A tree falls in Pasadena, and lessons are heard: Guest commentary
|September 8, 2017 - Tim Martinez takes a look at recent tree accidents and concludes that more native trees should be selected for future plantings. They are safer and better adapted to local conditions. Couldn't agree more.|
Pasadena Fire Department officials look at a eucalyptus branch that fell, injuring three children, on Aug. 29. (Photo by Walt Mancini/Southern California News Group)
I was saddened to learn of the injury of three small children, one of them critically, by a falling 20-foot eucalyptus branch at the Linda Vista Children’s Center, a daycare facility, in Pasadena late last month.
The good news is that the 2-year-old Altadena girl hurt most badly is now home from the hospital and recovering from a broken leg, broken vertebrae and a skull fracture.
People have long known how eucalyptus trees rot from the inside and then come crashing down. It happened several times while I was a student at the now-closed Linda Vista Elementary School, site of the current children’s center, in the 1990s.
This incident mirrors other similar incidents in recent years. In April 2015, a heavy eucalyptus limb fell in Brookside Park and nearly blinded a 7-year-old boy. A few months later, an Italian stone pine fell and injured eight children near Kidspace Children’s Museum, also at Brookside in the Arroyo Seco just south of the Rose Bowl.
Each of these incidents involved trees that were under stress because of drought and other environmental factors.
Eucalyptus, with their dozens of varieties, were once imported from their native Australia and planted to drain water from swamps and wetlands, as they consume large amounts of water. They also were used throughout California as wind breaks, and, with our climate so similar to Down Under’s, thrived here. They became such a familiar part of the California landscape, in paintings and photographs, that many people probably assume they are native.
But branches of eucalyptus and other trees are often made heavy when they consume extra water when temperatures rise, and then break off under the increased weight. In the case of the Italian stone pine in Brookside Park, an arborist determined that the tree’s limbs had become heavy with water following recent rainstorms, and its shallow root system simply could not hold up the weight of the 85-foot-tall tree.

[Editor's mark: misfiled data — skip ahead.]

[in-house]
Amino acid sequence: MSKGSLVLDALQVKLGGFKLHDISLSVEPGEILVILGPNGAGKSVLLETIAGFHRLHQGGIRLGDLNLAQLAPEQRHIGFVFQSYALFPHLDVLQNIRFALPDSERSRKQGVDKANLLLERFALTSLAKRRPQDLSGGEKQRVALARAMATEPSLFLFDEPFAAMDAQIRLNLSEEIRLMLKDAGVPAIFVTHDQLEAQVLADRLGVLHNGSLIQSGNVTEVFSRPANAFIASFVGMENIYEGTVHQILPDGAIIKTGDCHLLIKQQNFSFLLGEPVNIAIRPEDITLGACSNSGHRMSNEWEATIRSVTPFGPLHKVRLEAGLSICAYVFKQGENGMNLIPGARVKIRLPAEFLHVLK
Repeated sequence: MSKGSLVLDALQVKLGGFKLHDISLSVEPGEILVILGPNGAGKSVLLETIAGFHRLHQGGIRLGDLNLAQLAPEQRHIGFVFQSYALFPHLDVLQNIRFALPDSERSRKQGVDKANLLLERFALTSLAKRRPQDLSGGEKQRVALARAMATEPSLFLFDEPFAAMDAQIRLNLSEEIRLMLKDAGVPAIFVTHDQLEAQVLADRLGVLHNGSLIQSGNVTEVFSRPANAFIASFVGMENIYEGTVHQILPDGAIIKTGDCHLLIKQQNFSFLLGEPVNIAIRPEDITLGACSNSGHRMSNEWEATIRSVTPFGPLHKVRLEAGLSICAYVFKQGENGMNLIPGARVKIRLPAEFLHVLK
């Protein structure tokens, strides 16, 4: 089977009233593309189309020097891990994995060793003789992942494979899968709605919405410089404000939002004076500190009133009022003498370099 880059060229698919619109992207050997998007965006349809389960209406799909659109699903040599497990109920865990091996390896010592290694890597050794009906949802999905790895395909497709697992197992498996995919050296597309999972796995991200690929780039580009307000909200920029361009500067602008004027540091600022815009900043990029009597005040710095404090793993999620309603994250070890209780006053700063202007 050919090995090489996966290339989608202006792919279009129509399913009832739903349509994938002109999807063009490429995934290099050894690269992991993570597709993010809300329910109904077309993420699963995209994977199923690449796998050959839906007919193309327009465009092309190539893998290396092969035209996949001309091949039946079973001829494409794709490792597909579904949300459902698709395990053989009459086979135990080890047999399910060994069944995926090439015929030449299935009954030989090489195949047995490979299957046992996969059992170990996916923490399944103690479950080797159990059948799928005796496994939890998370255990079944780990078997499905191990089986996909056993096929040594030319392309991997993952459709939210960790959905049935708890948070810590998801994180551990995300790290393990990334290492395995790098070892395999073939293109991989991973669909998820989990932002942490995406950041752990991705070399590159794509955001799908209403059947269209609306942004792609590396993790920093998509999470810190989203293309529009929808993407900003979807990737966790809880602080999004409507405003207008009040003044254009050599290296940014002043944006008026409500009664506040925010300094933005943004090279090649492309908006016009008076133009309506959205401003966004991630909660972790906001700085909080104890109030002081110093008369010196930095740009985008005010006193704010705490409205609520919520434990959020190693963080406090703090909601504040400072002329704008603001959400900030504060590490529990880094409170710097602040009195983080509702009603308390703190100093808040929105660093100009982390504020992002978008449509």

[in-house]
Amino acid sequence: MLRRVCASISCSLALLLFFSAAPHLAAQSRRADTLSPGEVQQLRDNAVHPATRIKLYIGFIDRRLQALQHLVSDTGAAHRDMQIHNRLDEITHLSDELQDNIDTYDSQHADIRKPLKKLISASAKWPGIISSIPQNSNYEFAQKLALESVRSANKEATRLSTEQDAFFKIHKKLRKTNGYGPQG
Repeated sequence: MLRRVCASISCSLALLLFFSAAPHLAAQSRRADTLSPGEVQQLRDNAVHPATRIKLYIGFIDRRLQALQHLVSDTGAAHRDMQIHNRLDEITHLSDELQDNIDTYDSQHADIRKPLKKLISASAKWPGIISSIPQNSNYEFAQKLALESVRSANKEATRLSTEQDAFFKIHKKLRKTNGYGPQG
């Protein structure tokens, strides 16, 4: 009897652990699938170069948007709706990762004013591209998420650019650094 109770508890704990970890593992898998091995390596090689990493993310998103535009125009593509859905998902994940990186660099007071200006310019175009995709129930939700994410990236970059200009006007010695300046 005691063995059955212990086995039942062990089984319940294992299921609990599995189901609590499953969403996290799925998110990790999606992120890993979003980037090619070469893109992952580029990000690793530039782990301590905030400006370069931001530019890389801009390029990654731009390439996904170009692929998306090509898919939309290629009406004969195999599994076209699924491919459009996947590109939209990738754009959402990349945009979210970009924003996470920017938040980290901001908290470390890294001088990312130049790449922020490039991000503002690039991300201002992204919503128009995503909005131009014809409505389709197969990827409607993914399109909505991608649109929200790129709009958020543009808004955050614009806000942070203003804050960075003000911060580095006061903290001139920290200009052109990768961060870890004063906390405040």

Given the discussions and concerns about trees in our city, I couldn’t help but notice that in each of these cases it was non-native tree species that fell. Anecdotally, I cannot recall a single time when any similar damage or injury has occurred with the mature oak trees in my neighborhood. Having worked to restore native habitat in our region, I know that many native trees are resilient and adapted to the long, hot, dry summers and short, cool, wet winters of Southern California.
Torrey pines, oaks, black walnut and other drought-tolerant native trees seem less likely to succumb to climate-related stress than non-natives, which have more shallow roots and more brittle branches. Native trees also seem less prone to damage sidewalks and property, even in their maturity. Oaks, for instance, send down deep roots to access groundwater, while ficus trees send roots sprawling outward in search of surface water.
When an opportunity arises to plant new trees or to replace existing trees on city-owned property, wouldn’t it make sense for Southern California cities to consider planting native tree species? Choosing regionally appropriate native trees for our parks, playgrounds and parkways might improve public safety, and would certainly save water and reduce damage to sidewalks.
Pasadena is a city that loves its trees, and the quality of life they provide. I hope that city officials will consult with native plant experts, and consider the benefits of planting native trees. California’s wealth of native tree species offers many solutions to help us enhance life in our beautiful region.
Tim Martinez is program administrator for the Arroyos & Foothills Conservancy, a nonprofit organization that acquires, restores and preserves open space.
Arroyo Seco Foundation, 570 W. Avenue 26 #450, Los Angeles, CA 90065-1011
PO Box 91622, Pasadena, CA 91109-1622 (323) 405-7326 firstname.lastname@example.org